Archive for February, 2012

Van de Graaf and Galaxy Rotation

Feed: Dr. Myron Evans
Posted on: Tuesday, February 28, 2012 1:34 AM
Author: metric345
Subject: Van de Graaf and Galaxy Rotation

This is an excellent analogy, I will see if I can find an equation r = function(theta(t)) for the motion of an electron in a van der Graaf generator. That equation can be used as the starting point for the calculation of torsion and curvature and so on. These apply equally well to a van der Graaf generator and a whirlpool galaxy.

In a message dated 27/02/2012 15:27:56 GMT Standard Time,

Dear Myron,

Perhaps there is an action versus reaction going on at the centre of the galaxy as stars are emitted from the core that can be compared with what is seen using the tools on a Van de Graaf generator.

If a clockwise spiral shape is set up on a Van de Graaf generator, the disc spins anticlockwise when the handle is turned and the electrons leave the trailing ends of the disc moving clockwise.

If an ‘L’ shape is fitted on the top of the generator with the point of the L then lying horizontal, the electrons can be felt as a breeze emerging from the point if the tip of the tongue is placed near it. This electron breeze must also be emerging from the spiral galaxy fitting and must produce the anticlockwise rotation of the spiral disc as an action versus reaction effect. Perhaps this tells us something about galaxy spin.

The centre of the galaxy could be then seen as a supermassive core spinning in the opposite direction to the trailing stars of the arms, but with whole galaxy being dragged slowly in the direction of spin of the core. The core could be systematically spun faster by subsequent stars being ejected, so the core would spin faster as more stars are ejected.

Just an idea, but it may give food for thought.

Best Wishes

Kerry

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Leading and Trailing Arms in a Spiral Galaxy

Feed: Dr. Myron Evans
Posted on: Monday, February 27, 2012 2:39 AM
Author: metric345
Subject: Leading and Trailing Arms in a Spiral Galaxy

Nice to hear from Kerry Pendergast! We are all agreed that the standard model is incorrect, so does the entire world of physics. To deny this is to deny algebra (UFT202). So I think it is best to look at data with a fresh mind. The dynamics of a galaxy with leading arms in ECE are as given in UFT76, with an animation by Horst Eckardt. The stars emerge from the centre and evolve from it in ECE theory – leading arm dynamics as observed for example in Andromeda. Many galaxies have leading arms as a quick google search will show. However, what precisely and mathematically is meant by “trailing” and “leading”. In ECE this question is easily answered as below. The oldest stars are located in the centre, which therefore must be the origin of the motion of the stars towards the outer edge for leading arms. In the standard model it is asserted that the motion of the stars is an orbit, but that orbit is explained neither with Newtonian nor with Einsteinian theory, so dark matter was “invented”. However, recent experimental results show that dark matter does not exist. As in UFT49 the age of stars is measured by surface temperature and luminosity. I have looked up a few websites on trailing and leading arms and the argument seems to be purely theoretical. What is the actual experimental evidence for leading and trailing arms? In Andromeda for example there are both leading and trailing arms which are supposed to turn into each other according to the old theory. In ECE theory a leading arm is defined by t = 0 at the origin O In note 209(3). A trailing arms is defined by t = 0 at the point A in note 209(3). So ECE theory can deal with both types of motion. I stress that these are the beginnings of a new general relativity, and we are using very simple analytical models.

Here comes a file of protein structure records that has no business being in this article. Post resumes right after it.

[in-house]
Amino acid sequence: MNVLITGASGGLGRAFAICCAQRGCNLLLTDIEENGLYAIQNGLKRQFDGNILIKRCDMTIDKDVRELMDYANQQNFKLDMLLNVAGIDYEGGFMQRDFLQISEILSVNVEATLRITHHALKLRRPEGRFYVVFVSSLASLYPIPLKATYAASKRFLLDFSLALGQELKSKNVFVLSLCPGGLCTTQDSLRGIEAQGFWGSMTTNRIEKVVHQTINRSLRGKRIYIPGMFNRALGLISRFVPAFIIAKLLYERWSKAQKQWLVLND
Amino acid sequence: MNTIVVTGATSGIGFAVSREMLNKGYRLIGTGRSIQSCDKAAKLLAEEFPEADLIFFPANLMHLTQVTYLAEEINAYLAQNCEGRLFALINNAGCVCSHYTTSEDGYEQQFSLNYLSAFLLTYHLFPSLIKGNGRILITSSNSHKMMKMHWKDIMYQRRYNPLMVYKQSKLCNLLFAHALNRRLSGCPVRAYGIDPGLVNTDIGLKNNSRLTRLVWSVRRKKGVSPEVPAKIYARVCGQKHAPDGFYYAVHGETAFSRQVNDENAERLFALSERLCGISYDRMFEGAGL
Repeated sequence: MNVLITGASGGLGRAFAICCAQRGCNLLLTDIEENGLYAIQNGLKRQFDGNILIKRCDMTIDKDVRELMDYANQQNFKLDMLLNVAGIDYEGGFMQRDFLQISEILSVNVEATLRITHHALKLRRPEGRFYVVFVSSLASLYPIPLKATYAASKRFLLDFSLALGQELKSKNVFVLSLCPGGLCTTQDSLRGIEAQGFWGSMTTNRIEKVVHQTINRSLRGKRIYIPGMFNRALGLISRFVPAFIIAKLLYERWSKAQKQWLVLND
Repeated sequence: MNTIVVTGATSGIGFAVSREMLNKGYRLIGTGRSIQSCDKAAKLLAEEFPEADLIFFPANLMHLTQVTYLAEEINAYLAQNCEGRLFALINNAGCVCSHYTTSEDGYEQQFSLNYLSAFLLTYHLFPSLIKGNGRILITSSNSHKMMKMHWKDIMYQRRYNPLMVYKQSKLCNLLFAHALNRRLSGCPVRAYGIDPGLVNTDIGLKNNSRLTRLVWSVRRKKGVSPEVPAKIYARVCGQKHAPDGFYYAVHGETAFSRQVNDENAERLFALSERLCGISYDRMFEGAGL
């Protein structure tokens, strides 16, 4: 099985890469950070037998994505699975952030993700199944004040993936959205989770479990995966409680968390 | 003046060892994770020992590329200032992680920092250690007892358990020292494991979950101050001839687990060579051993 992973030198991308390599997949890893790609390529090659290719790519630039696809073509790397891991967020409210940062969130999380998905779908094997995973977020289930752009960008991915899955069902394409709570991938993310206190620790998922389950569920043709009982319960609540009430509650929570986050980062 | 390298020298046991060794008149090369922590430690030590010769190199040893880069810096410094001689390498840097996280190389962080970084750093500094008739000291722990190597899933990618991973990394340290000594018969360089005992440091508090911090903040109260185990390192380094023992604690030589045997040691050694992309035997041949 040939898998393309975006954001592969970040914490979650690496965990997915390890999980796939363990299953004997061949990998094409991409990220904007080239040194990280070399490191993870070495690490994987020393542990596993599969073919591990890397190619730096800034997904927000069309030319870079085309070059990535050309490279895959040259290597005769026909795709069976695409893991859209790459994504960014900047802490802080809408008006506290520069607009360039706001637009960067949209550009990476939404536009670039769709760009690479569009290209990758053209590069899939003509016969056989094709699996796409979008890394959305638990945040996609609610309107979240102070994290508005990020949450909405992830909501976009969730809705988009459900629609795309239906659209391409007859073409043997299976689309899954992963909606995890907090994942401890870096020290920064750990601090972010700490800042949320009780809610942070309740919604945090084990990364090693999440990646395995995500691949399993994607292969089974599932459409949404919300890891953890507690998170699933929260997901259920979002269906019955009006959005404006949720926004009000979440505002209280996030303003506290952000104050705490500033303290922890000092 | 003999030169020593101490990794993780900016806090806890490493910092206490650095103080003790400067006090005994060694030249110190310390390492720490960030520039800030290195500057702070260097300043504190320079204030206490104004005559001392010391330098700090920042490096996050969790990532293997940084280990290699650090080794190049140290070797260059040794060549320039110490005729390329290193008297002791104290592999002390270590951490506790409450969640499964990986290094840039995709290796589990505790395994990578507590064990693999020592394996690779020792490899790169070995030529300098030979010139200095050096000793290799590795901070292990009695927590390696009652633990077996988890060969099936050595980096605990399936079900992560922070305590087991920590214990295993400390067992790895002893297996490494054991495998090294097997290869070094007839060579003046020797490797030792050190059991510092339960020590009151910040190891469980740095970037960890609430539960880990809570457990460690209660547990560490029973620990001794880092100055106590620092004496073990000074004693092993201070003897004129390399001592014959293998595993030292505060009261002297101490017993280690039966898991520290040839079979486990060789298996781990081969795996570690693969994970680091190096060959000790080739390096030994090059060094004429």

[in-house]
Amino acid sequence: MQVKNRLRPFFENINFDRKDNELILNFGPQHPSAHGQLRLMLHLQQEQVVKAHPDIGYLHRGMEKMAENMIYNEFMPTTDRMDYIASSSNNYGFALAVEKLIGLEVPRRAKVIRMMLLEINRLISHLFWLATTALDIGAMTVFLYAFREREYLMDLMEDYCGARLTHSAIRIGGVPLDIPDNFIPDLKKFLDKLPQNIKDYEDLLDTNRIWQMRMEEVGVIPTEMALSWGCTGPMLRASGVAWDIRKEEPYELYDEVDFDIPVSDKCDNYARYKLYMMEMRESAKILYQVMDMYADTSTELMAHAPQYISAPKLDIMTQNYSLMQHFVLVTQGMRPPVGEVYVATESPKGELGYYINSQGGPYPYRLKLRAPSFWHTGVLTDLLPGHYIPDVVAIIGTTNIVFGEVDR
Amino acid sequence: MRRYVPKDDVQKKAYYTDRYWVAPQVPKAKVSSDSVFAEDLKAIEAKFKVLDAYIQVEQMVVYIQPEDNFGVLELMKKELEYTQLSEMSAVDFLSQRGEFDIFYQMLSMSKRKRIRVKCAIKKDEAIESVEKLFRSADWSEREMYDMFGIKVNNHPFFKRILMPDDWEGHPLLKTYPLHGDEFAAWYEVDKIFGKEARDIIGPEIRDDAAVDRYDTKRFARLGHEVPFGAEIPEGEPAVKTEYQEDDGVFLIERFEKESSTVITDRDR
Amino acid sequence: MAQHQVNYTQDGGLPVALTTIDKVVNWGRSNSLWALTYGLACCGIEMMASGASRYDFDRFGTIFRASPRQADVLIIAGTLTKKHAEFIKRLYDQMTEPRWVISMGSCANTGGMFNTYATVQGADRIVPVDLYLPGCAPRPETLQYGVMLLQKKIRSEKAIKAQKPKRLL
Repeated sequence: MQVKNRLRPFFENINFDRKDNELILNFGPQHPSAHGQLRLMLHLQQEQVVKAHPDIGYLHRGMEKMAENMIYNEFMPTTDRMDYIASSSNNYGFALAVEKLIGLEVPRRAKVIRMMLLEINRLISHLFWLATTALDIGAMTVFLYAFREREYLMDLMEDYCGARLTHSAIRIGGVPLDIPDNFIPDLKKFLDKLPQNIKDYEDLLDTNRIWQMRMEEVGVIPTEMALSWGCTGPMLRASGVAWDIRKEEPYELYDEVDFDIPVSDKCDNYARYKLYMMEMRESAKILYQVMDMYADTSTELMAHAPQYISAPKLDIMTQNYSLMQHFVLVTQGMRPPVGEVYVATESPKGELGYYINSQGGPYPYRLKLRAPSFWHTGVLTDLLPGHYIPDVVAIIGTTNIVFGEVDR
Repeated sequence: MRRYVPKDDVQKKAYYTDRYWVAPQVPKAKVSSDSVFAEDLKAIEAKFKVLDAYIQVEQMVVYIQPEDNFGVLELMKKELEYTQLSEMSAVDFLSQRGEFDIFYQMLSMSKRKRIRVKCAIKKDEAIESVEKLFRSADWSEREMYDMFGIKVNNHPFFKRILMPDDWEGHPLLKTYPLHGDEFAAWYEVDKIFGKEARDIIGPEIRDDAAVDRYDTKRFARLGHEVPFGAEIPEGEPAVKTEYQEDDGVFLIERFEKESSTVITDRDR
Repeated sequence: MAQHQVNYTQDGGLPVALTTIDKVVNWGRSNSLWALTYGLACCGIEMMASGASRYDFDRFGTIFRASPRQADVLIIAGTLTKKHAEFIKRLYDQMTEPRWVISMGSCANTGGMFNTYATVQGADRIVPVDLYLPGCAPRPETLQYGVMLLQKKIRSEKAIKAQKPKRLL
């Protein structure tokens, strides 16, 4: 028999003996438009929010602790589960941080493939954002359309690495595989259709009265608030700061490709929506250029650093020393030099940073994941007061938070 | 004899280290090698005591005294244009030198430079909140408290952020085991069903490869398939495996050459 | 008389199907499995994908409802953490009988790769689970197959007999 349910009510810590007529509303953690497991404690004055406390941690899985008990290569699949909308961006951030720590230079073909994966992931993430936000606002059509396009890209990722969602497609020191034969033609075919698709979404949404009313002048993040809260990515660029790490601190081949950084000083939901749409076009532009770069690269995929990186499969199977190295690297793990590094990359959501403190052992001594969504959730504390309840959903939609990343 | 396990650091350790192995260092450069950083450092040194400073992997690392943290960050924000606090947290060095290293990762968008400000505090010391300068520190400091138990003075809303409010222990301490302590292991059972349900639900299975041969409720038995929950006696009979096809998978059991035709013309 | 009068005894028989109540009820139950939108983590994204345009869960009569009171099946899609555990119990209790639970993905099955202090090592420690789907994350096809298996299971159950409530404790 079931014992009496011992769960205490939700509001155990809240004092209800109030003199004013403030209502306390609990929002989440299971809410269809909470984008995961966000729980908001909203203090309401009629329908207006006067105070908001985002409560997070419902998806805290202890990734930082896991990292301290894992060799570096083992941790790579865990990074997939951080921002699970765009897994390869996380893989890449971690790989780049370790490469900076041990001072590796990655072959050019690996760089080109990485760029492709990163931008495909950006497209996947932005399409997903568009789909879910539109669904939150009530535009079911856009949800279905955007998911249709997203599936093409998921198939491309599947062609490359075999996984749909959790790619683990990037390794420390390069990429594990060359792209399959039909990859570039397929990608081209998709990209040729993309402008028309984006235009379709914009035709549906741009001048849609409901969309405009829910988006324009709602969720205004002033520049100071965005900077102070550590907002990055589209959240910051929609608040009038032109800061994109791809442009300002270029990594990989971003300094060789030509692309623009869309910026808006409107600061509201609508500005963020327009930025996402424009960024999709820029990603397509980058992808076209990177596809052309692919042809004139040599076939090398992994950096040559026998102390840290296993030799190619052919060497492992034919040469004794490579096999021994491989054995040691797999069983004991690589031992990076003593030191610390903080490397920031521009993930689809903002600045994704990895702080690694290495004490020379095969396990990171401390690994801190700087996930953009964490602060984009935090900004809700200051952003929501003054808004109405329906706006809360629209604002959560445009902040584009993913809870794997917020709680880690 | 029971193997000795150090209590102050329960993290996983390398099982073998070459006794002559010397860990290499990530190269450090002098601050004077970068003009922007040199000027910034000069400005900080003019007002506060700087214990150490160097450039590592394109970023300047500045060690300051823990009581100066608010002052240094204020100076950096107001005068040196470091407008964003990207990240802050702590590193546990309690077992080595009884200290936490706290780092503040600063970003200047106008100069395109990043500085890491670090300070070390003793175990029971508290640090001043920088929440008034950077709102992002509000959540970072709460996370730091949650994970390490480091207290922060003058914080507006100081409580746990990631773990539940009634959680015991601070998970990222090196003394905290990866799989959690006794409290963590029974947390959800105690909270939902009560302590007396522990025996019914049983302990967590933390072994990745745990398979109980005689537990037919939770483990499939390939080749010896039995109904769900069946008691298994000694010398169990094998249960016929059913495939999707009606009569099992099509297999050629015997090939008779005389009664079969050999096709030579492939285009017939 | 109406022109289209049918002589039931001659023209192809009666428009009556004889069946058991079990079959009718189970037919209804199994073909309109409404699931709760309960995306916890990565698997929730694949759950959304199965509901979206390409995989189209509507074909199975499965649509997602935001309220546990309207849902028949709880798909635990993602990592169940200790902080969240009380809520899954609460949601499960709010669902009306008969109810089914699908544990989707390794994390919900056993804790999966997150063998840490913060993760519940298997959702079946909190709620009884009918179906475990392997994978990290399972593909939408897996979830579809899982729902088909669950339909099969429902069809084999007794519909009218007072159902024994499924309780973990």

In a message dated 26/02/2012 22:03:32 GMT Standard Time,

Dear Myron,

Galaxies spin with their arm ends trailing.

There are an equal number of galaxies spinning clockwise and anticlockwise from our point of view as would be expected, since a galaxy spinning clockwise from above would be spinning anticlockwise when viewed from below. It is the direction of spin with regard to the trailing arms which is important, as you know.

Best Wishes

Kerry

This note shows that the new equation of motion is the same for all spirals of the type:

r = r0 / theta power n

but that the torsion, linear velocity and angular velocity depend on n. Most generally the whirlpool galaxy may be made up of many hyperbolic spirals of different type, and may be made up of both clockwise and anticlockwise rotation. For various reasons the hyperbolic spiral is preferred to the Archimedes spiral on grounds of observation. The logarithmic spiral is ruled out by the fact that it gives no torsion. There are also double helix nebulae which require a Z axis component to be added to the spiral. Google “galaxy images from Hubble” to see double spirals such as Arp 274 and Stephan’s quintet.

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recent notes

Feed: Dr. Myron Evans
Posted on: Monday, February 27, 2012 11:11 AM
Author: metric345
Subject: recent notes

Many thanks again for going through the notes critically. Agreed with omega0. I think that the second point is answered in note 209(5), where a double spiral is used as a simple model. In general an origin must be chosen so that the star motion in a galaxy is defined with respect to that origin, then r = f(theta(t)) found. Observation must of course be used to define the orbit, then anything can be considerd, leading, trailing, and combinations. However we must start form observation, and not from another probably failed theory such as that of dark matter.

In a message dated 27/02/2012 10:39:48 GMT Standard Time.

In note 209(4) a factor of omega0 seems to be missing in eqs. 17-18. In (18) the lhs should read v squared.